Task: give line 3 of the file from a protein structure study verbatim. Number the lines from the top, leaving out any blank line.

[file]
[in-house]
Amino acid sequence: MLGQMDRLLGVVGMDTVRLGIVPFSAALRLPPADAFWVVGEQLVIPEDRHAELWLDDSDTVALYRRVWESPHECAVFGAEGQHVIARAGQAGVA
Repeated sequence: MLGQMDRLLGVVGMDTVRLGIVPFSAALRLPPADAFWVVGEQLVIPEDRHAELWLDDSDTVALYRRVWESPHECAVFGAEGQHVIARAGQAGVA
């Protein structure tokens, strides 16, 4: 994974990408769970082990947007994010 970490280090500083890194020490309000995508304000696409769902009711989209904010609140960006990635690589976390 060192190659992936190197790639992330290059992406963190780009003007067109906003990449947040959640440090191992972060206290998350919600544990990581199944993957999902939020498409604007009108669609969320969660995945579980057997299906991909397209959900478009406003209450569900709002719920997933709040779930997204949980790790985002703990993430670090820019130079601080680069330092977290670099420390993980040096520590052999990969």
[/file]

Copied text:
Repeated sequence: MLGQMDRLLGVVGMDTVRLGIVPFSAALRLPPADAFWVVGEQLVIPEDRHAELWLDDSDTVALYRRVWESPHECAVFGAEGQHVIARAGQAGVA